I’ve learned that this is the first in a series of 9 books, and while I enjoyed this book, I’m not sure I want to commit to the whole series (I couldn’t even get through all of Aubrey/Maturin).  If you’ve read them, let me know if it is worth continuing.

Recommended booksMaster and Commander by Patrick O’Brian
Rating: ***1/2

Book Review: Blizzard of the Blue Moon by Mary Pope Osbourne


Author: Mary Pope Osbourne
TitleBlizzard of the Blue Moon   
Publication Info: New York : Random House, c2006.
Summary/Review:

This may be my favorite Magic Tree House book yet.  Jack and Annie are sent to Depression-era New York City to find a unicorn (SPOILER: If you didn’t guess, it’s in the Cloisters museum, although there’s a great diversion where Jack & Annie try to go to the Bronx Zoo).  Jack & Annie take a subway and a cab on their quest as they have to fight against a blizzard and a pair of dark wizards en route to their goal.  What’s great about this book is that the fantasy and adventure elements are blended so well with an honest portrayal of the poverty and desperation of the Depression.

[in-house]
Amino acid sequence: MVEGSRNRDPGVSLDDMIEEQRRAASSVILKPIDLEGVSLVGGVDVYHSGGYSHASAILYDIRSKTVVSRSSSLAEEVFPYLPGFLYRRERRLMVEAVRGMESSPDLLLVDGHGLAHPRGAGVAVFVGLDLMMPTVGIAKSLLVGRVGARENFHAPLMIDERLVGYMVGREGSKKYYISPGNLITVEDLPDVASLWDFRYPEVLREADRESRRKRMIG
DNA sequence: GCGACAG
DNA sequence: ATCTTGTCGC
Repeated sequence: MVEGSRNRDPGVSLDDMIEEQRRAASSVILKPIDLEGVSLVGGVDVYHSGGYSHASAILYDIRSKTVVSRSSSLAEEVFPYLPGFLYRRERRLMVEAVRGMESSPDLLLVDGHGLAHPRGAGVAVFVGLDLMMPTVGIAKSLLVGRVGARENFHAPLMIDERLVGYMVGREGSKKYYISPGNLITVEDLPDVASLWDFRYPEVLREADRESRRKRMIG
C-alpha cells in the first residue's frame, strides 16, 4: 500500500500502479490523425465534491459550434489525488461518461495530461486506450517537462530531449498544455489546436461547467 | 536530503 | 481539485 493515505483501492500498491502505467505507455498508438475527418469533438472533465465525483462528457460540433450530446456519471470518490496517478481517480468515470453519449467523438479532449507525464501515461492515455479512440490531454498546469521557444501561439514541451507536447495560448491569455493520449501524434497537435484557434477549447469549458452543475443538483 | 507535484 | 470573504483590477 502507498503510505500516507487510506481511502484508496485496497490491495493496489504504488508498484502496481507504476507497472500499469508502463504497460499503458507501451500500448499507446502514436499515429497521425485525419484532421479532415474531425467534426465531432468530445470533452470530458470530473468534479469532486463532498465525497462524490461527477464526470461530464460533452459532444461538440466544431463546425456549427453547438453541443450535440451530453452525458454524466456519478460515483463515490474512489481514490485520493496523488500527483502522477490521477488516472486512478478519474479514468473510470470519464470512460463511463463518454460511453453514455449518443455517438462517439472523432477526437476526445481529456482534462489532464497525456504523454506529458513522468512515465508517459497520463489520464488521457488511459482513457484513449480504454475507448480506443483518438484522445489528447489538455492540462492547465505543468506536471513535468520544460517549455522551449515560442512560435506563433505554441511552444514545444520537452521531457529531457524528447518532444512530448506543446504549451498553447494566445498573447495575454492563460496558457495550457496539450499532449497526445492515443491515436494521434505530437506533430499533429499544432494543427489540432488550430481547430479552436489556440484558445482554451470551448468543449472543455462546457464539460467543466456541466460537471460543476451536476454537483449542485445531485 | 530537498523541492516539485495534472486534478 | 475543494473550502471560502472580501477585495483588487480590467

Rating: ****

TV Review: Game of Thrones (2016)


TitleGame of Thrones
Release Dates: 2016
Season: 6
Number of Episodes: 10
Summary/Review:

In the brutal winter of 2015, I idly decided to give this Game of Thrones show a chance (my wife is a huge fan of the books) and ended up binge-watching all four seasons then in existence.  Medieval fantasy is not usually my thing and the violence on this show can be overwhelming, but I got sucked into the stories and the performances, particularly by Maisie Williams, Peter Dinklage, Emilia Clarke, Rory McCann, Conleth Hill, John Bradley, Jerome Flynn, Liam Cunningham, Gwendolyn Christie, and Natalie Dormer.  So then I listened to all five of the audiobooks, and was ready just in time to watch season five as it was broadcast.

And I was disappointed.  The show not only went off-the-book, it went off the rails.  The Dorne plot – a dull tangent in the books – became even more pointless in its tv adaptation.  Ramsey Bolton was repeatedly depicted as senselessly cruel turning a menacing character into a caricature.  And interesting characters like Brienne, Arya, and Daenerys tread water for much of the season.  So I was not looking forward to season six.

Nevertheless, I was pleasantly surprised.  Season six sees an improvement in writing, several startling revelations, and most impressively some really fantastic directing and cinematography.  This is particularly true of the final two episodes, “Battle of the Bastards”  and  “The Winds of Winter,”  both directed by  Miguel Sapochnik. This season also re-introduces the Greyjoy story on the Iron Islands and the story of Bran and his companions north of the wall, although both stories felt rushed, it was good to see these characters again.  In retrospect, I think it would’ve been wiser of Game of Thrones to spend more time with these stories sprinkled over seasons 5 and 6, rather than their half-assed attempt at the Dorne story (which they literally killed off in season 1.